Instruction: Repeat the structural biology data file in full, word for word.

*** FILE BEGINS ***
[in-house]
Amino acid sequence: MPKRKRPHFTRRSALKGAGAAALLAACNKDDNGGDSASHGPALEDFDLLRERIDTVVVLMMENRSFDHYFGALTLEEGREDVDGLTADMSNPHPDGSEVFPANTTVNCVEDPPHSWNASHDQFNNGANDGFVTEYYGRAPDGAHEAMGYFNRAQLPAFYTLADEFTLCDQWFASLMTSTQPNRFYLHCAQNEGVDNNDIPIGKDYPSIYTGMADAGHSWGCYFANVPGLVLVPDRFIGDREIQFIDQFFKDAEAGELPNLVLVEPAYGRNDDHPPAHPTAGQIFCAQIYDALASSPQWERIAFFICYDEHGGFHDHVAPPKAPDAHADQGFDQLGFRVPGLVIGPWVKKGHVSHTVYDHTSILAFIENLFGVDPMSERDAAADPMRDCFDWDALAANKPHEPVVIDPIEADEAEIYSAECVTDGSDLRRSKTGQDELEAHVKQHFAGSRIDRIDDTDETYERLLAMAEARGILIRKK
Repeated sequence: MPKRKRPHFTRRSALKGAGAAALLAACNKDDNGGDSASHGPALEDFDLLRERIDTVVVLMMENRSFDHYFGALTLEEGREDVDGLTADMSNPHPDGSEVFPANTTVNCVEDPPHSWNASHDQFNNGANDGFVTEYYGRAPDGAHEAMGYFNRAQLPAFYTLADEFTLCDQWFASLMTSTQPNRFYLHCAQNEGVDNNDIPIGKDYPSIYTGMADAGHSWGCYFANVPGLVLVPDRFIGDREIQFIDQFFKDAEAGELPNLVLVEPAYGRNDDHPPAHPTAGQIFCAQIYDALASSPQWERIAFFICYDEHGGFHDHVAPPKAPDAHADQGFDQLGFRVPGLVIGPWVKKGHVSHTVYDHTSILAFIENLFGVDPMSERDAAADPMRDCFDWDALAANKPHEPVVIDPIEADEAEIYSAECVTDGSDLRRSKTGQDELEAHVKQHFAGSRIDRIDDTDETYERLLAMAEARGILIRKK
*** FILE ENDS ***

[in-house]
Amino acid sequence: MPKRKRPHFTRRSALKGAGAAALLAACNKDDNGGDSASHGPALEDFDLLRERIDTVVVLMMENRSFDHYFGALTLEEGREDVDGLTADMSNPHPDGSEVFPANTTVNCVEDPPHSWNASHDQFNNGANDGFVTEYYGRAPDGAHEAMGYFNRAQLPAFYTLADEFTLCDQWFASLMTSTQPNRFYLHCAQNEGVDNNDIPIGKDYPSIYTGMADAGHSWGCYFANVPGLVLVPDRFIGDREIQFIDQFFKDAEAGELPNLVLVEPAYGRNDDHPPAHPTAGQIFCAQIYDALASSPQWERIAFFICYDEHGGFHDHVAPPKAPDAHADQGFDQLGFRVPGLVIGPWVKKGHVSHTVYDHTSILAFIENLFGVDPMSERDAAADPMRDCFDWDALAANKPHEPVVIDPIEADEAEIYSAECVTDGSDLRRSKTGQDELEAHVKQHFAGSRIDRIDDTDETYERLLAMAEARGILIRKK
Repeated sequence: MPKRKRPHFTRRSALKGAGAAALLAACNKDDNGGDSASHGPALEDFDLLRERIDTVVVLMMENRSFDHYFGALTLEEGREDVDGLTADMSNPHPDGSEVFPANTTVNCVEDPPHSWNASHDQFNNGANDGFVTEYYGRAPDGAHEAMGYFNRAQLPAFYTLADEFTLCDQWFASLMTSTQPNRFYLHCAQNEGVDNNDIPIGKDYPSIYTGMADAGHSWGCYFANVPGLVLVPDRFIGDREIQFIDQFFKDAEAGELPNLVLVEPAYGRNDDHPPAHPTAGQIFCAQIYDALASSPQWERIAFFICYDEHGGFHDHVAPPKAPDAHADQGFDQLGFRVPGLVIGPWVKKGHVSHTVYDHTSILAFIENLFGVDPMSERDAAADPMRDCFDWDALAANKPHEPVVIDPIEADEAEIYSAECVTDGSDLRRSKTGQDELEAHVKQHFAGSRIDRIDDTDETYERLLAMAEARGILIRKK